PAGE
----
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John Snell, diver and lock and dam operator at Starved Rock, begins his submersion to pull bearings on the wicket dam in preparation for dewatering operations.

John Snell, diver and lock and dam operator at Starved Rock, begins his submersion to pull bearings on the wicket dam in preparation for dewatering operations. (Photo by Allen Marshall)

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Posted 1/2/2013

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By Allen Marshall
Corporate Communications


Eighty years of wear and tear can cause significant stress to any man-made structure. The wicket dams on the Illinois River at Peoria Lock and Dam and Lagrange Lock and Dam have weathered 80 years of relentless currents, barge traffic and the daily rigors of operation. The wicket dams have maintained their functionality through the decades thanks in large part to the efforts of the crews tasked with their upkeep. Crews like the District’s dive team.

From August until December, dive crews are working at the Locks and Dams at Peoria and La Grange. Their mission is to stabilize the aging wicket dams so that the structures can continue to outlive their intended life cycle. During October, a crew of 10 or 12, made up of divers, boat operators and crane operators, has been working on the wicket dams at Peoria.

“We are working 11 days on and three days off, four months straight,” said Jim Punkiewicz, District dive team leader. “We did half of the wickets at Peoria in 2010. Three quarters of the dam at La Grange has been completed.”

Punkiewicz described wickets as “unique” when considering navigation structures. The purpose of wicket dams, as is the case with the more common roller dams, is to maintain pool elevation to make the river navigable. One of the primary differences between wicket and roller dams is that wicket dams can be laid down on the river bottom, enabling boat traffic to navigate the river without using the lock.

Each wicket is four feet wide by 16 feet tall and is constructed out of oak timber and steel plating. One wicket weighs 2.5 tons and 108 wickets make up the Peoria dam and 109 at La Grange. The wickets are raised and lowered with a back hoe. When the river levels are high, a maneuvering boat positions the back hoe to lower the wickets flush with the river bottom. The back hoe raises the wickets when the pool above the dam must be maintained to navigable levels.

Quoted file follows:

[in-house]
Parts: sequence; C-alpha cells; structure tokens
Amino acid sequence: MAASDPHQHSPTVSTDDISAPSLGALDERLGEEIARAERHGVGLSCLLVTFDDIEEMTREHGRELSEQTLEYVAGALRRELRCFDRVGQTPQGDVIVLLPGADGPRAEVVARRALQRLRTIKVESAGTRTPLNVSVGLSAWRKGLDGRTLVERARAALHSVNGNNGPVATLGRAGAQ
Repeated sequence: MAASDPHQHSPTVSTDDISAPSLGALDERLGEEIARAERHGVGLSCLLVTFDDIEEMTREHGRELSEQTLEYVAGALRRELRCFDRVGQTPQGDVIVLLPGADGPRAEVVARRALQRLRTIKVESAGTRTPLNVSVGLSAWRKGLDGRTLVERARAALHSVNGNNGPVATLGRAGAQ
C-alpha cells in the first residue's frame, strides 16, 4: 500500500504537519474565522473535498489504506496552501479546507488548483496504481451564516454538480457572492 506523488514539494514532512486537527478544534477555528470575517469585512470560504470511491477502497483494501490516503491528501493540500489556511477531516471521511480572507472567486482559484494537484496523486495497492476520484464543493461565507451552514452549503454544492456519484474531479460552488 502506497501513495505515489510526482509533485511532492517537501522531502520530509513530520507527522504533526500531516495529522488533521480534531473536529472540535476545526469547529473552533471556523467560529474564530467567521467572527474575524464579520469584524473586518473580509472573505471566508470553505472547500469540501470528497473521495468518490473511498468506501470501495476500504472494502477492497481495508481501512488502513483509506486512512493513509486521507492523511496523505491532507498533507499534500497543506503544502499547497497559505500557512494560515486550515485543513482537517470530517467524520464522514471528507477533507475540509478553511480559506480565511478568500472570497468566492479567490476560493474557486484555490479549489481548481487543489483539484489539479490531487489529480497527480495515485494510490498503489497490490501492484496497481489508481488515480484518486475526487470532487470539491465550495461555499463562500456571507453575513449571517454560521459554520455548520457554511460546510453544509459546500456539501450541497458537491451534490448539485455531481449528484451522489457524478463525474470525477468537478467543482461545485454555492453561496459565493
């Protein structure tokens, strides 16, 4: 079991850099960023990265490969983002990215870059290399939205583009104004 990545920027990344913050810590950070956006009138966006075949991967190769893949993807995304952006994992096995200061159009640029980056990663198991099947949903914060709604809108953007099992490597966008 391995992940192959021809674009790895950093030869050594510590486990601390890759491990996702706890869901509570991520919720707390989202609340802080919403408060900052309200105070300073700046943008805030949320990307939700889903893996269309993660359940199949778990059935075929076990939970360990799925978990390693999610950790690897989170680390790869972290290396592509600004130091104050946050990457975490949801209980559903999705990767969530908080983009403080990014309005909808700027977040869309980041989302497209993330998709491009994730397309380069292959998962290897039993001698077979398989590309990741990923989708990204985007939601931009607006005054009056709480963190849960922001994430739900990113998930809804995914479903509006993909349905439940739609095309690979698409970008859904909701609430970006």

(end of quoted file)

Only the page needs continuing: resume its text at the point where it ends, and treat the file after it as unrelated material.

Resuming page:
Over the years, normal operations of the wickets have caused deterioration to the mechanisms that help raise and lower the structures resulting in destabilization. The Structures Unit and dive team are using a 72,000-pound dewatering bulkhead in order to access the blocks which hold the mechanisms in place. The divers are grouting behind the blocks which will help keep the wicket stable.

“It’s important for us to maintain the dam or we could end up losing the wickets, “ Punkiewicz said, “which will cause the pool level to drop.”

Losing the wickets is something that has occurred, according to Punkiewicz. That problem has usually happened when the wickets are laid down on the river bottom and boats are navigating over the wickets.

“When the wickets are down, wheel wash from the tow boats can suck the wicket out of its block if it isn’t stabilized,” he said. “There have been times when we have had to fetch the wickets down river.”

Punkiewicz said the work he and the crew are doing is taxing, both mentally and physically. Working around the dam presents a unique set of challenges because the work is being performed under water and on top. The first and foremost concern, as always, is safety.

“This is the most dangerous diving we do,” Punkiewicz said. “Typical diving conditions are dangerous enough but stabilizing the wickets means a whole new set of safety issues. On the upstream side of the dam you have the suction that creates havoc. On the low end there is always the chance of being blown downstream. Both situations could cause serious injury. But, we are all very safety conscious and everything we do takes safety into account beforehand.”

Along with safety, Punkiewicz said it is important for his dive team to have an attention to detail. Punckiewicz said there are several new divers on the team and they maintain that attention to detail by adhering to a very specific check list. There is not a lot of situational knowledge when it comes to working on the wickets so it is important for the team to stay focus on their processes.

“There are probably more than 40 steps to the process of setting the bulkhead and pulling it,” he said. “We have lot of steps to follow, whether it is placing our ladders in the water, sandbagging, pulling the needles or setting shutters – we stick to the process. In sticking to our check list, we are able to get anywhere from three to four sets of wickets grouted in our 11 day work period.”

Getting all 108 wickets stabilized will take the better part of four months but it is work that Punkiewicz said is critical.

“If you think about it, it is pretty amazing that these wickets have lasted this long,” he said. “A lot of people, both pleasure boaters and the barge industry, depend on these wickets being functional. Doing these dives presents a little more danger for us but it is work we are proud of.”

Teamwork is key, according to Punckiewicz. There is a lot of support from the river projects. “Without that support, it would be very difficult to complete the tasks in short time frame,” he said.